Every car begins as a simple idea. Stylists, researchers and product developers
work on ideas for the future. Rather than calling on engineering skills, these
people let their imaginations run wild. They envision cars that will be on
the road up to 30 years from now. They hope their ideas will become the trend
of the future.
"These creative people work with storyboards and make sketches to come
up with ideas," says Christine Parry, a car body designer in Michigan.
"Stylists are a small, exclusive group who work well into the future,"
says Norm Robbins, a car body designer also from Michigan. Because their ideas
are top secret, stylists aren't allowed to share information about their work
However, when they have come up with a general idea for a car, they make
clay models that are then scanned into computers for engineers. An engineer
then figures out how to make the new shape work.
Engineers look at the design and ask questions such as: Where is the engine
going to fit? And how are drivers going to be able to steer this? The conceptual
design is modified by the engineers to fit the practical, working parts of
Next, the model is passed on to the actual car body designer. The car body
designer's desk is where the actual drafting and final design is done. "Engineers
give the car body designers general design concepts and limitations on a part,"
The designer sits down at the computer and draws a part that will complement
the overall look of the car, and also fit the engineering specifications.
Car body designers work in four general areas. The first type works on
the exterior and overall body shape of the car.
"We work with the body shape itself, which is usually sheet metal -- except
for the Corvette and the Saturn, which are plastic," says Jerry Richard, a
car body designer in Detroit.
A second type of car body designer works on the inside of the car. "Once
you start to think about it, there's a lot that has to be designed in the
interior, like the side-wall trim, the instrument panel, a back shelf or the
interior trim," says Richard.
The third type of body designer is a packaging designer. "Putting together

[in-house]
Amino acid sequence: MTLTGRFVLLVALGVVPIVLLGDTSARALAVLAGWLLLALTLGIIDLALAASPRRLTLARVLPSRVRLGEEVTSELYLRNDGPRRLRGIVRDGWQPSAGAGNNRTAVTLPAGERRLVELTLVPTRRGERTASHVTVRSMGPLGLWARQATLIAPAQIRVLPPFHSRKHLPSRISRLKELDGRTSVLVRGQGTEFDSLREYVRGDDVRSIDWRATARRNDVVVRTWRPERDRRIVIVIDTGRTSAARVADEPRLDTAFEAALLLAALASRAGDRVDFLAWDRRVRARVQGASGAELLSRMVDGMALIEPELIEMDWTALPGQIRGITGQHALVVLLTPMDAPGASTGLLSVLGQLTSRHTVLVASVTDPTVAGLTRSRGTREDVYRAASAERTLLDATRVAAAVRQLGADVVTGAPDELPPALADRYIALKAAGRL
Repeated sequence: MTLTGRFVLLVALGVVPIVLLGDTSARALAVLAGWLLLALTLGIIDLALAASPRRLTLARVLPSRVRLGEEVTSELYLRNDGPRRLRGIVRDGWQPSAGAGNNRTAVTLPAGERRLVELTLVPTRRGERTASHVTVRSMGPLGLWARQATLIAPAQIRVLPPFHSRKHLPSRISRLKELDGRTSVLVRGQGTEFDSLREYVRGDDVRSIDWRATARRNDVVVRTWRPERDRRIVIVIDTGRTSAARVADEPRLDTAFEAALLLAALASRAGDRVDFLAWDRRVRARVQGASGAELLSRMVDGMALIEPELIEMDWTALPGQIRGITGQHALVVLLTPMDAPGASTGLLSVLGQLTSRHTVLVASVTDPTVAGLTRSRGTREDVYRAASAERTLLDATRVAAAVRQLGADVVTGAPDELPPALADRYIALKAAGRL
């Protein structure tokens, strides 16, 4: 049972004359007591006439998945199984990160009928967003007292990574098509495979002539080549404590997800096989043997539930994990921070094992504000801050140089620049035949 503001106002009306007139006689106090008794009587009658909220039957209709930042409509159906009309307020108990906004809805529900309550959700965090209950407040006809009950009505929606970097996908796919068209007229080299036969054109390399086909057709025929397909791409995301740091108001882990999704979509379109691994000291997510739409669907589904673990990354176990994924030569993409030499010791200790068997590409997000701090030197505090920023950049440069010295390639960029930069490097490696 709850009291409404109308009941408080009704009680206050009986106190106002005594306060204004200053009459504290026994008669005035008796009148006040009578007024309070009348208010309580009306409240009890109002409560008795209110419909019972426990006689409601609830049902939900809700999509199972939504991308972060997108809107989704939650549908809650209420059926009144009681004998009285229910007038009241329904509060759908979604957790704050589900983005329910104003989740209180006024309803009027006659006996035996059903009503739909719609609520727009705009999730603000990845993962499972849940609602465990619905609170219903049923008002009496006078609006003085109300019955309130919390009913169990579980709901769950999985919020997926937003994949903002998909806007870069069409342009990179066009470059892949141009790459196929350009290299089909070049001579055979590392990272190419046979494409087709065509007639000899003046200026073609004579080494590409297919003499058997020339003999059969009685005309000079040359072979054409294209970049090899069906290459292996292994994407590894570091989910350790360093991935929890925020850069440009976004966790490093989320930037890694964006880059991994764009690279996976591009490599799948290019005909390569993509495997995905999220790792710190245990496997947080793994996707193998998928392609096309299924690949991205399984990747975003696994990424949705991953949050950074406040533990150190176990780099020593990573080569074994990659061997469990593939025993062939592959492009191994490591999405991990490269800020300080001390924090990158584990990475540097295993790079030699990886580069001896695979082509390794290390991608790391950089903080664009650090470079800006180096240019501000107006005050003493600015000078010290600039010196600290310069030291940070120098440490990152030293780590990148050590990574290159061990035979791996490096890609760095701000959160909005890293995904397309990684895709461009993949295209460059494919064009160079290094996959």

a car is like building a house. A contractor won't build the fridge and stove,
but they will put them in for you," says Richard.
The same is true for a car. Electronics engineers create the car radio,
heating specialists design the heaters, but car body designers must create
space for all of these components.
The last type of designer works on creating working components for the
car, and is involved in the mechanics and systems design, such as the suspension,
the powertrain and the drive shaft.
In all areas of car body design, the designers work closely with automotive
engineers. The engineer will send out specifications, and the designer will
attempt to make them fit with other components of the car.
"About half of my time is spent at meetings with other designers and engineers,
trying to accommodate all of the components of the car, without limiting my
own design," says Robbins.
The dialog goes back and forth until the final product satisfies the designers and
the engineers. However, the process continues after the design is completed.
"Actual parts look different than drawings, and during production you may
have to redesign pieces," says Robbins.
Designers work for large automobile companies and for suppliers. Suppliers
are companies that manufacture parts for an automobile company. For example,
one of the major roles of Parry's company is to design clutches for Chrysler.
Approximately 8,000 people are employed as car body designers in America.
Almost all of these designers live in southern Michigan, where the three large
automotive companies are located. England, Italy, Spain, France, Japan, Australia,
Germany and Sweden also employ car body designers.
"In fact, people are leaving the Detroit area to work in these other countries,"